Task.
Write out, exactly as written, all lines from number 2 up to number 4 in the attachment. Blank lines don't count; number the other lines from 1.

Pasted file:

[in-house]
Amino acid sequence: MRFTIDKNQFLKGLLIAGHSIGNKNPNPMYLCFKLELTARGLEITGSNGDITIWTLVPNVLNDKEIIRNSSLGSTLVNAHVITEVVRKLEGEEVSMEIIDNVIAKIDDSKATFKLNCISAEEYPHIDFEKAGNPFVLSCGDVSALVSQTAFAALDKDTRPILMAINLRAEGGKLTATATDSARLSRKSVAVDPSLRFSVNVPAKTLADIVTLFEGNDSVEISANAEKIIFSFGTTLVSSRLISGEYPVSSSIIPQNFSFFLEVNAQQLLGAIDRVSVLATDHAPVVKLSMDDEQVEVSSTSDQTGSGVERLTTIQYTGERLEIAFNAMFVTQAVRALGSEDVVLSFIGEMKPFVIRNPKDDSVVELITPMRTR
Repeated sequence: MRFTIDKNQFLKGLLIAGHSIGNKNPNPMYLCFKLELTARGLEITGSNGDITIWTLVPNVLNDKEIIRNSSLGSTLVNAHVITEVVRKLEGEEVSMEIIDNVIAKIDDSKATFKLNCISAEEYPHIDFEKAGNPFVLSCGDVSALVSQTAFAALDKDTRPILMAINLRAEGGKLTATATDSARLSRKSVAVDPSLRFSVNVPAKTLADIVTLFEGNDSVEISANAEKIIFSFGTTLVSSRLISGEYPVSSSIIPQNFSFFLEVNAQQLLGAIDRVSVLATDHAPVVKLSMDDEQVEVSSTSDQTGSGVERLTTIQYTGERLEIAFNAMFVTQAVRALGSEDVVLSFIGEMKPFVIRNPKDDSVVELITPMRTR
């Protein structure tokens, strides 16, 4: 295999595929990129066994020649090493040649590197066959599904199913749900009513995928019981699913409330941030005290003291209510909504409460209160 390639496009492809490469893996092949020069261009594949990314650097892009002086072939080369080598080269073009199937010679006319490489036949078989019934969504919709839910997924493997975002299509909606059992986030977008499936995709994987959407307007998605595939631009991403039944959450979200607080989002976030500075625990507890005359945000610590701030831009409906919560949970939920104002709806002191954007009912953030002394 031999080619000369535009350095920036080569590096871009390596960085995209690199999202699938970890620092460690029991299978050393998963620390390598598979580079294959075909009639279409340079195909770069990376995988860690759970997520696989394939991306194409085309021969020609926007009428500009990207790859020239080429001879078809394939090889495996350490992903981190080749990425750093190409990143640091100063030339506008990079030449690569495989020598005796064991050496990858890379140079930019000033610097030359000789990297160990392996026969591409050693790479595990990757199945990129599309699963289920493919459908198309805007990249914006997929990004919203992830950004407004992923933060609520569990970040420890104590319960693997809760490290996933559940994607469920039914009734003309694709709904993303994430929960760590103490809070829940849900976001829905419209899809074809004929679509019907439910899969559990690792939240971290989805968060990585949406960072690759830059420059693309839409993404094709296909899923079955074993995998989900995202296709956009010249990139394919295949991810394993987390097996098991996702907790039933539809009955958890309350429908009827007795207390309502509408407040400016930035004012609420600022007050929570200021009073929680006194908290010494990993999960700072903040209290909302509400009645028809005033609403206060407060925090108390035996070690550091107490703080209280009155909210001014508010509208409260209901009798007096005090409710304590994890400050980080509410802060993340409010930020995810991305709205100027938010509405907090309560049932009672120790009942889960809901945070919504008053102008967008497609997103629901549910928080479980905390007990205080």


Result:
Amino acid sequence: MRFTIDKNQFLKGLLIAGHSIGNKNPNPMYLCFKLELTARGLEITGSNGDITIWTLVPNVLNDKEIIRNSSLGSTLVNAHVITEVVRKLEGEEVSMEIIDNVIAKIDDSKATFKLNCISAEEYPHIDFEKAGNPFVLSCGDVSALVSQTAFAALDKDTRPILMAINLRAEGGKLTATATDSARLSRKSVAVDPSLRFSVNVPAKTLADIVTLFEGNDSVEISANAEKIIFSFGTTLVSSRLISGEYPVSSSIIPQNFSFFLEVNAQQLLGAIDRVSVLATDHAPVVKLSMDDEQVEVSSTSDQTGSGVERLTTIQYTGERLEIAFNAMFVTQAVRALGSEDVVLSFIGEMKPFVIRNPKDDSVVELITPMRTR
Repeated sequence: MRFTIDKNQFLKGLLIAGHSIGNKNPNPMYLCFKLELTARGLEITGSNGDITIWTLVPNVLNDKEIIRNSSLGSTLVNAHVITEVVRKLEGEEVSMEIIDNVIAKIDDSKATFKLNCISAEEYPHIDFEKAGNPFVLSCGDVSALVSQTAFAALDKDTRPILMAINLRAEGGKLTATATDSARLSRKSVAVDPSLRFSVNVPAKTLADIVTLFEGNDSVEISANAEKIIFSFGTTLVSSRLISGEYPVSSSIIPQNFSFFLEVNAQQLLGAIDRVSVLATDHAPVVKLSMDDEQVEVSSTSDQTGSGVERLTTIQYTGERLEIAFNAMFVTQAVRALGSEDVVLSFIGEMKPFVIRNPKDDSVVELITPMRTR
């Protein structure tokens, strides 16, 4: 295999595929990129066994020649090493040649590197066959599904199913749900009513995928019981699913409330941030005290003291209510909504409460209160 390639496009492809490469893996092949020069261009594949990314650097892009002086072939080369080598080269073009199937010679006319490489036949078989019934969504919709839910997924493997975002299509909606059992986030977008499936995709994987959407307007998605595939631009991403039944959450979200607080989002976030500075625990507890005359945000610590701030831009409906919560949970939920104002709806002191954007009912953030002394 031999080619000369535009350095920036080569590096871009390596960085995209690199999202699938970890620092460690029991299978050393998963620390390598598979580079294959075909009639279409340079195909770069990376995988860690759970997520696989394939991306194409085309021969020609926007009428500009990207790859020239080429001879078809394939090889495996350490992903981190080749990425750093190409990143640091100063030339506008990079030449690569495989020598005796064991050496990858890379140079930019000033610097030359000789990297160990392996026969591409050693790479595990990757199945990129599309699963289920493919459908198309805007990249914006997929990004919203992830950004407004992923933060609520569990970040420890104590319960693997809760490290996933559940994607469920039914009734003309694709709904993303994430929960760590103490809070829940849900976001829905419209899809074809004929679509019907439910899969559990690792939240971290989805968060990585949406960072690759830059420059693309839409993404094709296909899923079955074993995998989900995202296709956009010249990139394919295949991810394993987390097996098991996702907790039933539809009955958890309350429908009827007795207390309502509408407040400016930035004012609420600022007050929570200021009073929680006194908290010494990993999960700072903040209290909302509400009645028809005033609403206060407060925090108390035996070690550091107490703080209280009155909210001014508010509208409260209901009798007096005090409710304590994890400050980080509410802060993340409010930020995810991305709205100027938010509405907090309560049932009672120790009942889960809901945070919504008053102008967008497609997103629901549910928080479980905390007990205080």